Vacuum Fluorescent Display tubes were made during the Cold War in the former Soviet Union and are considered to be the predecessors of the LED display. As if this wasn’t reason enough to use VFD tubes in the making of any vintage clock, the technology itself is as fascinating as the posh glow of the digits.
In fact, are you familiar with the donkey in Buridan’s paradox – the one that starved because it found itself at an equal distance between two identical piles of hay and couldn’t decide which to eat? That will be you as you stare at the Chroniker and try to decide what part of it is the coolest.
Of course, we don’t want you to starve to death, so make sure you grab a snack before you sit down. Or just ask your girlfriend for a sandwich.
Not yet familiar with the Vacuum Fluorescent Display technology? Shame on you, because you really can’t appreciate the beauty of this vintage timepiece without knowing exactly what makes it tick. Thankfully we’ve got you covered.
Also known as an ice tube indicator, the vacuum fluorescent display is commonly used in consumer-electronics equipment like car radios, microwave ovens or cassette recorders.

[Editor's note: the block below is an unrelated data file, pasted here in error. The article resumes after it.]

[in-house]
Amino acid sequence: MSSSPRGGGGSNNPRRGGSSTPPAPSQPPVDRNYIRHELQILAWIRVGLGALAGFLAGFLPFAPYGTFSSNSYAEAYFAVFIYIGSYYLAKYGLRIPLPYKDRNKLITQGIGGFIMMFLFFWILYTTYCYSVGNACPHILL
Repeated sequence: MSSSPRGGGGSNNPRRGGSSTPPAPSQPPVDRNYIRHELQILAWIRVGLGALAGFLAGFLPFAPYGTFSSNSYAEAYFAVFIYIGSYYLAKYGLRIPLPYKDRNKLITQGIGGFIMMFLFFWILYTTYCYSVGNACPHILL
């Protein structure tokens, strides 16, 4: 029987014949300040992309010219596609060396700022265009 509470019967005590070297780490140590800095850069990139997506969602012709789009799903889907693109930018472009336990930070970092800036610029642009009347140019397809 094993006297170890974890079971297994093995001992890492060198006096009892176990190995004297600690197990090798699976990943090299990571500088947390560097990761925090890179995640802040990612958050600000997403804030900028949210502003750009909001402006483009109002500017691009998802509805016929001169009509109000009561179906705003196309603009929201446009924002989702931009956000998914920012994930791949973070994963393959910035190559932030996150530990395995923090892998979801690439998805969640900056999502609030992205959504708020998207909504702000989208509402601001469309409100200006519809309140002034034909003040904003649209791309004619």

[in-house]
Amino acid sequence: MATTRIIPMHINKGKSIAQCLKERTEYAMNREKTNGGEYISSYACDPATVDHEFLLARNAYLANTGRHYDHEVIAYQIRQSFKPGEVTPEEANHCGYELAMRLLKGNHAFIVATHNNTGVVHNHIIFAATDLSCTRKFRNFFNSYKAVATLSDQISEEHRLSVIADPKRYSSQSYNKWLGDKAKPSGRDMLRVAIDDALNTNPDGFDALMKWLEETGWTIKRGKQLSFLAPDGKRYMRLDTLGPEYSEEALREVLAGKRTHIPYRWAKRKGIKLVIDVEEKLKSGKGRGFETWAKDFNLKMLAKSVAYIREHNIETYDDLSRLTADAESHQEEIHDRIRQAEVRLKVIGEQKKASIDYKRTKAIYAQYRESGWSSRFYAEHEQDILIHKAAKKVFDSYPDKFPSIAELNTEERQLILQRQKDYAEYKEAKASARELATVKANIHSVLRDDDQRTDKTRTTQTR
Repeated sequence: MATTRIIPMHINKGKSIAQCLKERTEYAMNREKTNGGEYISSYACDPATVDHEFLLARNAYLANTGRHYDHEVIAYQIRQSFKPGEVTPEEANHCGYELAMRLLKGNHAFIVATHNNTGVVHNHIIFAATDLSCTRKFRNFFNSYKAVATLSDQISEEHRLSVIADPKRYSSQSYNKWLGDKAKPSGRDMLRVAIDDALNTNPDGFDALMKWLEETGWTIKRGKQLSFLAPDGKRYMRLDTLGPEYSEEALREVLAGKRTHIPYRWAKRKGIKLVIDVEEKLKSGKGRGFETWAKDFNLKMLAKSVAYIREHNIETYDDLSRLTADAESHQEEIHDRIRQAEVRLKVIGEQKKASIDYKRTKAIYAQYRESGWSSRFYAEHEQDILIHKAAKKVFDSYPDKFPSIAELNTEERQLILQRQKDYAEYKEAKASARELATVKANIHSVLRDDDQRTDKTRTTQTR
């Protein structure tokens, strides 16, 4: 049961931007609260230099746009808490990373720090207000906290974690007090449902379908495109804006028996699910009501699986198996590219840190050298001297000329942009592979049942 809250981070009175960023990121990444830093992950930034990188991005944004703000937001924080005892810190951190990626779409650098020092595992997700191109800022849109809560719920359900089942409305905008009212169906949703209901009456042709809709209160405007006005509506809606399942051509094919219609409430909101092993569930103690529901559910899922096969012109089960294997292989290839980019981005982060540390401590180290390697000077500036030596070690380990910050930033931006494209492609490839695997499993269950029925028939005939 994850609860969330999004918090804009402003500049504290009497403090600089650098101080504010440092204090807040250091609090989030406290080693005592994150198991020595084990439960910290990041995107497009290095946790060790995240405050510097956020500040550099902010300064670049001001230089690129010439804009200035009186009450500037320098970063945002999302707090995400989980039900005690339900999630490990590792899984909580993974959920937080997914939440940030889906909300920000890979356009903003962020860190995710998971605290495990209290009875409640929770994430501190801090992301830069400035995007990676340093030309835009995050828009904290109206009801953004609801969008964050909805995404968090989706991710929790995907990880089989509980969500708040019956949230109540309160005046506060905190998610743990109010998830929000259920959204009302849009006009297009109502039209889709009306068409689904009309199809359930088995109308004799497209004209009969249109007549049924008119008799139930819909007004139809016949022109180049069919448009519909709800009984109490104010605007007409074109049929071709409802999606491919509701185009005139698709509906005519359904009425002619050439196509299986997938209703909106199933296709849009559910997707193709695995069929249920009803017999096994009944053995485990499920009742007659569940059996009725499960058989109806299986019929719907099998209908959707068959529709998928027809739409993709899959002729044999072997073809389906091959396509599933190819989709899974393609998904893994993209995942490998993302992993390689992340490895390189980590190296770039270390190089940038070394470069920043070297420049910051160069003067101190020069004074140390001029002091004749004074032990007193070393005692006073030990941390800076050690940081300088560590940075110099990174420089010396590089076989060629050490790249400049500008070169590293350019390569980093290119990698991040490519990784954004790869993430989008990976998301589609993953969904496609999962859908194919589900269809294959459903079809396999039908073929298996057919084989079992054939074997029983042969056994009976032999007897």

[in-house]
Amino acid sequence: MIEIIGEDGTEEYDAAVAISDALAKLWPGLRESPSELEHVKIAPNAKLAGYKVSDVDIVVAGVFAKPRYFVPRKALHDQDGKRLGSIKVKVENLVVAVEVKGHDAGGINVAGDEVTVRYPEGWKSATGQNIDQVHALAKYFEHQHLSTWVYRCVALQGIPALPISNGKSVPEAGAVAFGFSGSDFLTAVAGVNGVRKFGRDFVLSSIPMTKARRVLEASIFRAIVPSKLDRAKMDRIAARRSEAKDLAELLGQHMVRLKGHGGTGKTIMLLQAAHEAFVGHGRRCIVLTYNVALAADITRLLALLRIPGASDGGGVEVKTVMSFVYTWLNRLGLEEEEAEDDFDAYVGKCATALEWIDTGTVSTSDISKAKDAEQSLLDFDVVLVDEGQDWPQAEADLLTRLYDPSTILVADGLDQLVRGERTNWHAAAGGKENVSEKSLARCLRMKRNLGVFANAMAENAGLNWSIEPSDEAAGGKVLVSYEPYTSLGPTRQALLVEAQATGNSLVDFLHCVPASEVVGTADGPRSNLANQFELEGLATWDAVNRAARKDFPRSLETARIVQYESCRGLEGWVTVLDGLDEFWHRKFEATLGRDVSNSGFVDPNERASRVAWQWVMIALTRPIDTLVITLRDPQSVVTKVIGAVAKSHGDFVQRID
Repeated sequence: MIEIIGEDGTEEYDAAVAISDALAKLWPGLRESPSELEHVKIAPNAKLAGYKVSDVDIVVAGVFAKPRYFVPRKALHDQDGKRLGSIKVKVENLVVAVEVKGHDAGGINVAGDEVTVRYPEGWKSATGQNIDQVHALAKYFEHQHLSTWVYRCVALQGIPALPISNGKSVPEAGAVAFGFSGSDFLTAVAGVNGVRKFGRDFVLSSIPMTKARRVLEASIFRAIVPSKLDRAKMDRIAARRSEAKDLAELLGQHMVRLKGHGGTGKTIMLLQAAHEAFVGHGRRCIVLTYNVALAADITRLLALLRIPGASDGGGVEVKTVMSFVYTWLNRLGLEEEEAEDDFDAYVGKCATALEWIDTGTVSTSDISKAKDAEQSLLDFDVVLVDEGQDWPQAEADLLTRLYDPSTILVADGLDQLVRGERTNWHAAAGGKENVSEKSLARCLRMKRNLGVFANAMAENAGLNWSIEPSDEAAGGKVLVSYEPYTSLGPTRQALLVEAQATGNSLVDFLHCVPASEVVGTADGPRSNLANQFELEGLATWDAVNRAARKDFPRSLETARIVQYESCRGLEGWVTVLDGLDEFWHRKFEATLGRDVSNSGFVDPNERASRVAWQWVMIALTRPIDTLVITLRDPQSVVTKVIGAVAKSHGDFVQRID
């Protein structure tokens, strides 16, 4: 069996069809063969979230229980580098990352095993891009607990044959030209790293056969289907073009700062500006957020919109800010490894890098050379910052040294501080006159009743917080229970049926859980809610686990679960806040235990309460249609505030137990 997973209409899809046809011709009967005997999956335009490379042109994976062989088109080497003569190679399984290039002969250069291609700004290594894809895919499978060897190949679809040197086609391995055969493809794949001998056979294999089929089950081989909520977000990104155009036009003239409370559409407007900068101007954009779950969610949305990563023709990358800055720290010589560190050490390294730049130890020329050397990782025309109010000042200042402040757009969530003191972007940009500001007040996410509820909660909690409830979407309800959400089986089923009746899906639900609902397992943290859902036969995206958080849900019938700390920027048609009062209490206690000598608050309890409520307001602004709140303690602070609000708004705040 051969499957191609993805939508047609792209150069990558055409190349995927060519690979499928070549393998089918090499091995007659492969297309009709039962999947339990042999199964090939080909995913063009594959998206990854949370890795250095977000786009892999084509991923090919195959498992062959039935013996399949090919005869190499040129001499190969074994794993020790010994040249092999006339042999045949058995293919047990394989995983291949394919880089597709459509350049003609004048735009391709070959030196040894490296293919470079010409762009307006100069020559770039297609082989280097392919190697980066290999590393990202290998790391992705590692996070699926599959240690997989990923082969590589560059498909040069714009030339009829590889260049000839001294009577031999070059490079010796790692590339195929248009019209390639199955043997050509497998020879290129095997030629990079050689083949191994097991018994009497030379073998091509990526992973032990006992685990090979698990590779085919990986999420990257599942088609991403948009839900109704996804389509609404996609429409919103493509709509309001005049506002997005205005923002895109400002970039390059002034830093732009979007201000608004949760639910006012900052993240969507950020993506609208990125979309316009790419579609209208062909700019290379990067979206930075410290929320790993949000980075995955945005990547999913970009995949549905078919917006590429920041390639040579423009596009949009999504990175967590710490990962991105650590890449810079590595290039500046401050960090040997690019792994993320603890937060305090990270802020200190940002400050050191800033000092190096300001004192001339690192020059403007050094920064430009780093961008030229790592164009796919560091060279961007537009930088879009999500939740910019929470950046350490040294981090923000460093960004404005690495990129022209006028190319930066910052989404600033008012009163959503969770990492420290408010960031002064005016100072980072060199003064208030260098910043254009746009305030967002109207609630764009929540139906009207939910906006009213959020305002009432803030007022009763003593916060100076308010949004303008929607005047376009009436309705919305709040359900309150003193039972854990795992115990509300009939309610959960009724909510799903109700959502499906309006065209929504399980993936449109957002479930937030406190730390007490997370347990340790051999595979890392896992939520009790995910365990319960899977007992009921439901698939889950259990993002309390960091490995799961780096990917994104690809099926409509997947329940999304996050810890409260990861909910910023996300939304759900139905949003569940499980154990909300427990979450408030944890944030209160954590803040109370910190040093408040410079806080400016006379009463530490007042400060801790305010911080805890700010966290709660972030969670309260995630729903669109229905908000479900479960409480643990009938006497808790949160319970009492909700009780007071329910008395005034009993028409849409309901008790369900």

The first Vacuum Fluorescent Display ever made was Philips’ 1959 single indication DM160, while the first multi-segment VFD was the Japanese 1962 single-digit, seven-segment device. By the late 1980s, hundreds of millions of Vacuum Fluorescent Display units were being made every year. Were they as popular then as they are fascinating today? You bet they were.
So how does it work, you ask? Somewhat similar to a cathode ray tube, but operating at much lower voltages, a VFD functions on the principle of cathodoluminescence. Each VFD tube is a triode vacuum tube made up of a mesh control grid, a phosphor-coated anode and a cathode filament that emits bombarding electrons at the latter. Finally, the whole thing is contained in a high pressure glass enclosure filled with inert gases.
As the electrons hit the phosphor, voilà! The coolest, most mesmerizing green-blue glow you’ll ever set your eyes on.
Unlike an LCD (liquid crystal display), the Vacuum Fluorescent Display emits a high-contrast, bright light and can support display elements of various colors and shapes. That’s up to 35,000 cd/m² of spellbinding luminance for some experimental models! In other words, if you wake up in the middle of the night, the Chroniker will stand out from the pitch-black darkness and tell you the time. If you wake up in the middle of the day and the bright sun is coming through the window, the Chroniker’s got your back still.
No, it won’t be able to transport you back in time and you’ll still be late for work or classes. But at least you won’t feel as bad about it, because you’ll know that no matter what happens, this beautiful VFD tube clock will be waiting for you back home.